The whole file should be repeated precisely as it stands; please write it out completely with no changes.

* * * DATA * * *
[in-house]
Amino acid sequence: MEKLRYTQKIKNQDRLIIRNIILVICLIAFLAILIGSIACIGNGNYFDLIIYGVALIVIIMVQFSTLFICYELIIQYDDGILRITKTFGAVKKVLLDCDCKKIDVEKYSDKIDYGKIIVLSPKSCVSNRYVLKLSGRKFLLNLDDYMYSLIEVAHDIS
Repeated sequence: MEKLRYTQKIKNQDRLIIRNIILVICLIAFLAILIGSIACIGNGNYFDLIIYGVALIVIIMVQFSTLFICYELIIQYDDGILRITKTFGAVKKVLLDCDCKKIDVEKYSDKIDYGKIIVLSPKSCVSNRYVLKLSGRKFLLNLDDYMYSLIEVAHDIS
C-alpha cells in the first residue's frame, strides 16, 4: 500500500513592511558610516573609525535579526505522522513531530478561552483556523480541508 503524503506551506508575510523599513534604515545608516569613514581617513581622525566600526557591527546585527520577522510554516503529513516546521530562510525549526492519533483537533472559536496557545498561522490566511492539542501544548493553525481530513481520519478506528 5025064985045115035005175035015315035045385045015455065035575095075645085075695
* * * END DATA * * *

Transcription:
[in-house]
Amino acid sequence: MEKLRYTQKIKNQDRLIIRNIILVICLIAFLAILIGSIACIGNGNYFDLIIYGVALIVIIMVQFSTLFICYELIIQYDDGILRITKTFGAVKKVLLDCDCKKIDVEKYSDKIDYGKIIVLSPKSCVSNRYVLKLSGRKFLLNLDDYMYSLIEVAHDIS
Repeated sequence: MEKLRYTQKIKNQDRLIIRNIILVICLIAFLAILIGSIACIGNGNYFDLIIYGVALIVIIMVQFSTLFICYELIIQYDDGILRITKTFGAVKKVLLDCDCKKIDVEKYSDKIDYGKIIVLSPKSCVSNRYVLKLSGRKFLLNLDDYMYSLIEVAHDIS
C-alpha cells in the first residue's frame, strides 16, 4: 500500500513592511558610516573609525535579526505522522513531530478561552483556523480541508 503524503506551506508575510523599513534604515545608516569613514581617513581622525566600526557591527546585527520577522510554516503529513516546521530562510525549526492519533483537533472559536496557545498561522490566511492539542501544548493553525481530513481520519478506528 5025064985045115035005175035015315035045385045015455065035575095075645085075695